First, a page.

Du bist die Aufgabe. Kein Schüler weit und breit.
You are the task. No pupil far and wide. [Kaiser/Wilkins]
You are the exercise, the task. No student far and wide. [Hofmann]
Aufgabe can mean duty, assignment, or problem, as well as task or exercise. It may be that the reference to a student in the second part conditions the translation of the first toward a meaning more like homework.
If a lesson is meant, what is it preparing you for?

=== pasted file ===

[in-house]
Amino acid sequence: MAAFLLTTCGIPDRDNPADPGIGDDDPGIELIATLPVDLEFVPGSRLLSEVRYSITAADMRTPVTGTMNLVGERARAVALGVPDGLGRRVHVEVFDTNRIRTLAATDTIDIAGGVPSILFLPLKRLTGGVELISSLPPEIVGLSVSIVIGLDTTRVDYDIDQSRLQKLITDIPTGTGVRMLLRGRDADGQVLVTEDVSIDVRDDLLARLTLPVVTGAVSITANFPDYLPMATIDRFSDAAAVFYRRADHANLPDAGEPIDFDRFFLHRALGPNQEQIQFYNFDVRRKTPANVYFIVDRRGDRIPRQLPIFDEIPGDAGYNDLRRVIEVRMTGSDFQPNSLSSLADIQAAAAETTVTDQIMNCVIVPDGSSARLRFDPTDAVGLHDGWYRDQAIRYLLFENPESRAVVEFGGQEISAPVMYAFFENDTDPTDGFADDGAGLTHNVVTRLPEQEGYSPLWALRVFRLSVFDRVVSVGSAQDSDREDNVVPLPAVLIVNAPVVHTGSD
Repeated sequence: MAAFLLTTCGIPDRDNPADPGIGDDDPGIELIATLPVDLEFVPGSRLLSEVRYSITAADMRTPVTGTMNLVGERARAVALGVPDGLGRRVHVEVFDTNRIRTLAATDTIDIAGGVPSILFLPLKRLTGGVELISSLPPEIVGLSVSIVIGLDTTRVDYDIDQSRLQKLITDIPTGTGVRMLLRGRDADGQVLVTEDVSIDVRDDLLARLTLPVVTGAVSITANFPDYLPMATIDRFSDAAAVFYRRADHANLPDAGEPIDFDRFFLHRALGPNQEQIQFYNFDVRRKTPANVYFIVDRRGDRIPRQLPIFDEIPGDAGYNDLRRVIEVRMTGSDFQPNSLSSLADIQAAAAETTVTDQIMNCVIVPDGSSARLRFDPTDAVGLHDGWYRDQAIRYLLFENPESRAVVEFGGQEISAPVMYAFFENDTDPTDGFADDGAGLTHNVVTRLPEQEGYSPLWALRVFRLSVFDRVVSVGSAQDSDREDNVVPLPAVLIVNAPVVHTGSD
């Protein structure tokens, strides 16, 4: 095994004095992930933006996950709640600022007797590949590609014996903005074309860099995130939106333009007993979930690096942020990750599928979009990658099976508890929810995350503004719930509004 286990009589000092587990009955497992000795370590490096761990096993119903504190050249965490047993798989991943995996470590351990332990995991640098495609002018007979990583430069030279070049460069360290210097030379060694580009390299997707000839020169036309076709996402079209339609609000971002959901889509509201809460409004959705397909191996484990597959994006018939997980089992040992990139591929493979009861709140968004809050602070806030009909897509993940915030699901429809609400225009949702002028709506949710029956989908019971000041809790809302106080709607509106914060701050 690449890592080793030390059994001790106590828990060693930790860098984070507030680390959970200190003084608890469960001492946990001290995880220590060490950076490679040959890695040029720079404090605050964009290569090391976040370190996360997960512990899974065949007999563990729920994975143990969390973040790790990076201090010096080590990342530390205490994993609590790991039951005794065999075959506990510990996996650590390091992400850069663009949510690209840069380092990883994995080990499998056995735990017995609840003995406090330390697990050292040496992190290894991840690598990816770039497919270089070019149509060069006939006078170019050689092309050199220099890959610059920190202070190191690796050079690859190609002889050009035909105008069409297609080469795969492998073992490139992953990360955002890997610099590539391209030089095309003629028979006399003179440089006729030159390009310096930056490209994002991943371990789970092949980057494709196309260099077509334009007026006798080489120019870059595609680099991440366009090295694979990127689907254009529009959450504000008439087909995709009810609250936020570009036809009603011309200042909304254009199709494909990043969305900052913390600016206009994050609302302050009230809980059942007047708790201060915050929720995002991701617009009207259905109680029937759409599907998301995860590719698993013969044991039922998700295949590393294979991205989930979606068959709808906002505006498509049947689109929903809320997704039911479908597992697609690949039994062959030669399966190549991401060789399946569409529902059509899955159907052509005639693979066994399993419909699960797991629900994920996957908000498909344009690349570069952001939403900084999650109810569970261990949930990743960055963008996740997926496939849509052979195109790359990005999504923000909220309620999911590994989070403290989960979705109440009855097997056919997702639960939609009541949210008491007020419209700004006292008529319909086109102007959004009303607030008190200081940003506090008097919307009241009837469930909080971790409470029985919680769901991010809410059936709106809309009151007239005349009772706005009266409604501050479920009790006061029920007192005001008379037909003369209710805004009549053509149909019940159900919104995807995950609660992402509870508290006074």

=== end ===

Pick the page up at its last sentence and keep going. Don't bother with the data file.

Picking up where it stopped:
Kafka uses the intimate du in this one. Is he addressing himself?
You are the problem. This is true of the main characters in many of Kafka's most important works. Their problems are not distinct from themselves. Even Josef K.'s problem cannot really be described as a misfortune that falls on him from outside, and he is not without a role to play in the determination of his fate. And, in The Castle, K. brings everything on himself.
No student. Only teacher?